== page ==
The recent ruling by the Copyright Review Board has once again dragged into the light the issue of songwriter compensation. Songwriters and music streaming services have been quietly battling for a long time while the world enjoys access to millions of songs at the cost of some pesky commercials. To be clear, some people pay a subscription fee to have access to the same content without having their experience interrupted by advertising, but that has little impact on the songwriters and how much they receive in return. These artists are providing the content that is the literal foundation upon which these companies were built, yet unless you are a huge artist being paid big bucks for exclusivity, you won’t be seeing much of the pie. These companies spend tons of money to attract the most prominent artists to increase their subscriber base while the royalties paid to the bulk of the songwriters remain in the fractions of pennies per song stream. And most people are happy to enjoy as much free music as they can get their ears on. This is a complex problem with many, many facets.
Music has tremendous value, but it is now part of a system that offers it for free. Add to that the ease at which the average person can gain access to this unprecedented library of music, and you have significantly decreased the value of music in the eyes of the masses. Human nature is to value that which is rare or inaccessible. Diamonds, Gold, precious metals, have far greater value than a grain of sand. People appreciate what they pay for and what they endure hardships to obtain.
The music industry has changed dramatically in just the past ten years. More fundamental changes took place well before that, with the advent of the OMM, or Open Music Model. OMM, an economic and technological framework based on research conducted at the Massachusetts Institute of Technology that proposed the only way to deliver digital music effectively, without the threat of piracy, was a subscription-based model that would be free of any DRM or Digital Rights Management. DRM is a set of digital security systems meant to prevent illegal reproduction of copyrighted material that is sometimes embedded in the files themselves.
All we have to do is look at the brief but incredibly impactful existence of Napster. The launch of which, on June 1st, 1999, set in motion a series of events that have led us to this point in the history of music in our society. Napster raised the question of digital music piracy and at the same time, turned on its head; the way music is viewed in our culture. For two years Napster dominated the scene. As network speeds increased so did the level of “file sharing” on college campuses around the world. Napster allowed people, using the same service, to share audio files quickly and efficiently for free. As its popularity grew, the service went from a focus on hard to get, out of print music to popular, and even yet to be released music, as well as bootlegged live recordings. Everything became fair game, and many Napster clones began to pop up. On July 11 of 2001, Napster shut down operations for good after being sued for copyright infringement by the Recording Industry Association of America or RIAA, Metallica, and rapper Dr. Dre. At its peak, the Napster service had about 80 million registered users.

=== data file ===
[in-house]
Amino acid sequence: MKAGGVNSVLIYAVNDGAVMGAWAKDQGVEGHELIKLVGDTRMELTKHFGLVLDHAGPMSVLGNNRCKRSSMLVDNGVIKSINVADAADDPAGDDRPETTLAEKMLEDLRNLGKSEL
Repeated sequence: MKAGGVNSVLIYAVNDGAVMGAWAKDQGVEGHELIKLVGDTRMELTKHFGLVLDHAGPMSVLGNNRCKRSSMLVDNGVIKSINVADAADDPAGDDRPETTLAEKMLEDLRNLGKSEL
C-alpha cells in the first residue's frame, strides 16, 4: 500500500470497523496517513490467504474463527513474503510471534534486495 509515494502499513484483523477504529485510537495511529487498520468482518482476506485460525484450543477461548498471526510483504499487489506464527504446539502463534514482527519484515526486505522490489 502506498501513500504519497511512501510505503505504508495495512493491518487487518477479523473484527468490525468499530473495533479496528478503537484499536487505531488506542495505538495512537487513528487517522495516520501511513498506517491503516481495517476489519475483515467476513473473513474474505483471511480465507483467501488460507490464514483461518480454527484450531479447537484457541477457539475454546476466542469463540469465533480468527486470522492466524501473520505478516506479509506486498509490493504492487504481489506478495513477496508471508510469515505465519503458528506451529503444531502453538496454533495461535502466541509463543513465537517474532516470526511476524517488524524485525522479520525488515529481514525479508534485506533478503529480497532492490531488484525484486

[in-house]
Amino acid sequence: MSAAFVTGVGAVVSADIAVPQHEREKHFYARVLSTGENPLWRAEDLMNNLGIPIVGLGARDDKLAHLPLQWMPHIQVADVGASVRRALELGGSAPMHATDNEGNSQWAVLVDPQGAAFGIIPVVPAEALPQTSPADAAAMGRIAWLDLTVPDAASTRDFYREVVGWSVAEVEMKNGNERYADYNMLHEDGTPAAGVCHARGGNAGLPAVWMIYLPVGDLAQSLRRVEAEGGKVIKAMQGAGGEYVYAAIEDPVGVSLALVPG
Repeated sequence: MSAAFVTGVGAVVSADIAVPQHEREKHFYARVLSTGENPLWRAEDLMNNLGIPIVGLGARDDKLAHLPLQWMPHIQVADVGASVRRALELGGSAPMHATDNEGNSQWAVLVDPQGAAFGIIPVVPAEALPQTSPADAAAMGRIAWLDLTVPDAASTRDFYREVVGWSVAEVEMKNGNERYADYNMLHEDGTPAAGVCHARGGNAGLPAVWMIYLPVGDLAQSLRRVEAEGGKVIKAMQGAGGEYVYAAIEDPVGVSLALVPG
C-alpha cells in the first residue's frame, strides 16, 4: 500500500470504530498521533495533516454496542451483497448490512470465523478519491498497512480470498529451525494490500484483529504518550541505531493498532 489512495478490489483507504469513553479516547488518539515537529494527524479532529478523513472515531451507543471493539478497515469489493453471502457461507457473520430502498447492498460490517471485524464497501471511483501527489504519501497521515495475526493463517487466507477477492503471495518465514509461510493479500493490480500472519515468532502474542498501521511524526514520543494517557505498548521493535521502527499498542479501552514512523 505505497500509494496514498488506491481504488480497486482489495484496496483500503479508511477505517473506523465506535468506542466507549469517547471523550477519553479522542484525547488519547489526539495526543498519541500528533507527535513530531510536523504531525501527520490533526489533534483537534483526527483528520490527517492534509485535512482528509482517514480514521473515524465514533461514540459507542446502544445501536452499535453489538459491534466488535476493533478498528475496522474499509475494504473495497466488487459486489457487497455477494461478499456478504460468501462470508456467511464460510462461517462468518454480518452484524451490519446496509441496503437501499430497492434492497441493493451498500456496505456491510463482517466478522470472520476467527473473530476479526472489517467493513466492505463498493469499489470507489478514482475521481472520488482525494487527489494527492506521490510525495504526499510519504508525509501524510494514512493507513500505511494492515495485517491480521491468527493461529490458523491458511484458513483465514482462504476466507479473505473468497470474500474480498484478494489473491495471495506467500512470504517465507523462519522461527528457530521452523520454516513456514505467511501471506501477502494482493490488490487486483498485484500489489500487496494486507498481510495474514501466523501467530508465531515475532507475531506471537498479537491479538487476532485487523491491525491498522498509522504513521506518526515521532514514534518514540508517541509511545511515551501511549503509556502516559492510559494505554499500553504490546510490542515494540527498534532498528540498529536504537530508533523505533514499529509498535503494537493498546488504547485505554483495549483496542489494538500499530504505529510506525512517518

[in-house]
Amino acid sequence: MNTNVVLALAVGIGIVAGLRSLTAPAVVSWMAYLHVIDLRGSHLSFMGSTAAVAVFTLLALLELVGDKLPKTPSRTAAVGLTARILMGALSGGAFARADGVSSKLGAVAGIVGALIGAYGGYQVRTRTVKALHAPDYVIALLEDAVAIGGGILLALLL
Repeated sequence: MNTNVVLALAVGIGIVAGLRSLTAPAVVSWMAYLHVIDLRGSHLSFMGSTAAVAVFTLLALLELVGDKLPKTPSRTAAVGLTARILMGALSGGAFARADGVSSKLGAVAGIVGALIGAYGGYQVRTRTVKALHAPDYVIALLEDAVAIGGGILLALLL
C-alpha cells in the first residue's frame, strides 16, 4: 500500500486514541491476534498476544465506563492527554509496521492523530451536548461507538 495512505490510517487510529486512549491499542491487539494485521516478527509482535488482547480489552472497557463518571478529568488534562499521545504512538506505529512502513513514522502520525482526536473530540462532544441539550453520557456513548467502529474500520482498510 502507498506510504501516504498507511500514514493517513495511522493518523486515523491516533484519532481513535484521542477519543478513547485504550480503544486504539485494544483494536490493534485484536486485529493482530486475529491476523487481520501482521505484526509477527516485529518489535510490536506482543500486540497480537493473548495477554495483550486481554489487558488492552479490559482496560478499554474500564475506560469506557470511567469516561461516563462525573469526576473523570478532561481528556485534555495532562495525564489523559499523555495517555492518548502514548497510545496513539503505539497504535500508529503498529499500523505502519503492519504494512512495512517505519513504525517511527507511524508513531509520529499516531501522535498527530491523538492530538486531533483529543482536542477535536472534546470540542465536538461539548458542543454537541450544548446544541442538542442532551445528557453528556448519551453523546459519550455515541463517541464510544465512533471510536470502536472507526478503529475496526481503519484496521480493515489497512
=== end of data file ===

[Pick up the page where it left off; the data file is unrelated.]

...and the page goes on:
Fast forward to October of 2008. Spotify was launched taking all it had learned in the previous ten years of digital music growing pains and became the standard by which the music delivery system industry would be defined. Using the OMM as its basis, Spotify became big business with major players Google, Amazon, and Apple following its lead, all vying for control of the space. Now as the music streaming industry continues to mature, there remains one glaring defect. The inequity of artist compensation. The music industry is in a state of flux, and some streaming companies like Apple music are separating themselves from the rest. Not only has Apple refrained from appealing the CRB ruling that will increase songwriters payouts, but they are exploring new ways to help up, and coming artists reach their audiences. It will be interesting to see what the future holds for the relationships between music makers and music streamers. Artists are also taking more control of their own destiny by finding ways to reach the masses using innovative tactics, social media, and marketing.
The landscape is changing. There is a long way to go, and although this ruling is a small step in the right direction, control of their music needs to be put back in the hands of the artists themselves. Music needs to be taken out of the free basket and put back on the top shelf with the proper price tag attached.